Original article in Garden City Telegram, May 28, 2020
TOPEKA — More than 200 students from Jobs for America’s Graduates – Kansas (JAG-K) programs across the state participated in the organization’s annual State Career Development Conference (CDC), held virtually this year. Winners of the 10 different areas of competition held on May 20 were announced on May 22.
In past years, the State CDC competitions were held at a central location. Due to measures in place to slow the spread of the coronavirus, the competitions were conducted virtually. Ensuring that the competitions were held despite the pandemic was important to the organization said Chuck Knapp, JAG-K president and CEO.
“It was really important that we support students and provide opportunities for them to showcase their skills,” Knapp said. “The virtual CDC was our solution to engage students and allow them to compete.”
The 200 participants competed in events that showcase competencies attained in the JAG-K program. Competition in the same 10 categories was staged for middle school participants as well.
High school students who placed in the top three of the four national qualifying categories – Employability, Public Speaking, Mathematics, and Project-Based Learning – earned the opportunity to attend the National Student Leadership Academy (NSLA) in Washington, D.C. later this year. NSLA is an all-expense paid experience where students compete against students from JAG programs across the country.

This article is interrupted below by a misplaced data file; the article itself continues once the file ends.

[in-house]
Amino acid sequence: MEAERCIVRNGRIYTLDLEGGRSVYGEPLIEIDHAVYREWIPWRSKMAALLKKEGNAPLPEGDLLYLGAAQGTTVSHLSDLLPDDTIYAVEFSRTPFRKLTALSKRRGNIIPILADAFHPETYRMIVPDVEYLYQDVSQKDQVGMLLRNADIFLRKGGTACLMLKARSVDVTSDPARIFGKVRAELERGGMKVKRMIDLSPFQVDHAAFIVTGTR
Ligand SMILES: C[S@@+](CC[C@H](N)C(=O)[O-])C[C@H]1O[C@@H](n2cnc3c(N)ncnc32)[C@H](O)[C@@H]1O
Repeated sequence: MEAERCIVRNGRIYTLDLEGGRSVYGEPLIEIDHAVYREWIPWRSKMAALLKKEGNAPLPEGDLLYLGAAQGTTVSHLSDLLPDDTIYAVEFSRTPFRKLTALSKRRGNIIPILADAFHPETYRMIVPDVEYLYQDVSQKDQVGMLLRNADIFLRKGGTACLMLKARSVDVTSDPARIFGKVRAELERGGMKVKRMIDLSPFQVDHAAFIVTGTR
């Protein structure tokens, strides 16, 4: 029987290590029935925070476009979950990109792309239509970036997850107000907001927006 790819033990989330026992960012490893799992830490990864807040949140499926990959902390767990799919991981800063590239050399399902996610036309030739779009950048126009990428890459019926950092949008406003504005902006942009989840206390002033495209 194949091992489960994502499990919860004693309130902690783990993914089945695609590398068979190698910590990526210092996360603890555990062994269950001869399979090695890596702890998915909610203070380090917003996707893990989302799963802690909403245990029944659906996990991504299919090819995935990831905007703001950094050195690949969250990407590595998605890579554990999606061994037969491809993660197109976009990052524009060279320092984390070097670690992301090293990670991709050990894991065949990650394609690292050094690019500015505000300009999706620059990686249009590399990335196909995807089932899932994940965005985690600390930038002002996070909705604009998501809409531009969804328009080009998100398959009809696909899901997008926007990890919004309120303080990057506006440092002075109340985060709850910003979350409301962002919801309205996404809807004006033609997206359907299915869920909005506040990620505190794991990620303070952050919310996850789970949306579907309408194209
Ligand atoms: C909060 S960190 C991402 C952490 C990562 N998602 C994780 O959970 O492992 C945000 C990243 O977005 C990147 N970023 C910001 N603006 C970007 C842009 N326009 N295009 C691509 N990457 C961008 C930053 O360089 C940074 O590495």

Southwest Kansas students who qualified to compete at NSLA, and the category, are:
Natalie Radke, Garden City, second place in employability.
Blair Holliday & Alexas Amos, Holcomb, first place in project-based learning.
Three students who will represent JAG-K at NSLA as elected state officers are: president, Chrishayla Adams, Topeka High; vice-president, Blair Holliday, Holcomb; and secretary, Nosteho Ahmed, KC Harmon.
Teams were also awarded recognition based on their collective performance. The top three teams came from Salina South High School (1st place), Royal Valley High School (2nd place), and Kansas City Washington High School 9-10 (3rd place).
Earlier this year, each of the eight JAG-K Regions hosted Career Development Conferences to determine those who qualify for state. Qualifying students were those who placed in the top three of each category at their Regional CDC.
“We are so pleased that, despite the big change at schools in the spring, that a large number of our students still competed in the State CDC this year,” said Bev Mortimer, JAG-K senior vice-president of program development. “The Career Specialists moved quickly to make it happen virtually, and the students persevered through the changes to demonstrate their skills. Mary Guerra, JAG-K director of program management, should receive special recognition for coordinating the event.”
JAG-K is a multi-year, in-school program for students in grades seven through 12 that offers tools to successfully transition students into post-secondary school, the military, or directly into the workforce with marketable skills. Participants in the program face multiple barriers to success that their JAG-K Career Specialist helps them overcome through a nationally-accredited, evidence-based model. The most recent data shows JAG-K students have a 98 percent graduation rate.
The 501(c)3 not-for-profit organization is a state affiliate of the national JAG program network which operates in 35 different states and territories. It is primarily funded through the Temporary Assistance for Needy Families block grant to the State of Kansas administered by the Kansas Department for Children and Families (DCF). In addition to school districts and DCF, JAG-K partners with the Kansas Department of Education. Other JAG-K funding sources include AT&T, Capitol Federal, John Deere, Synchrony Financial and Taco Bell.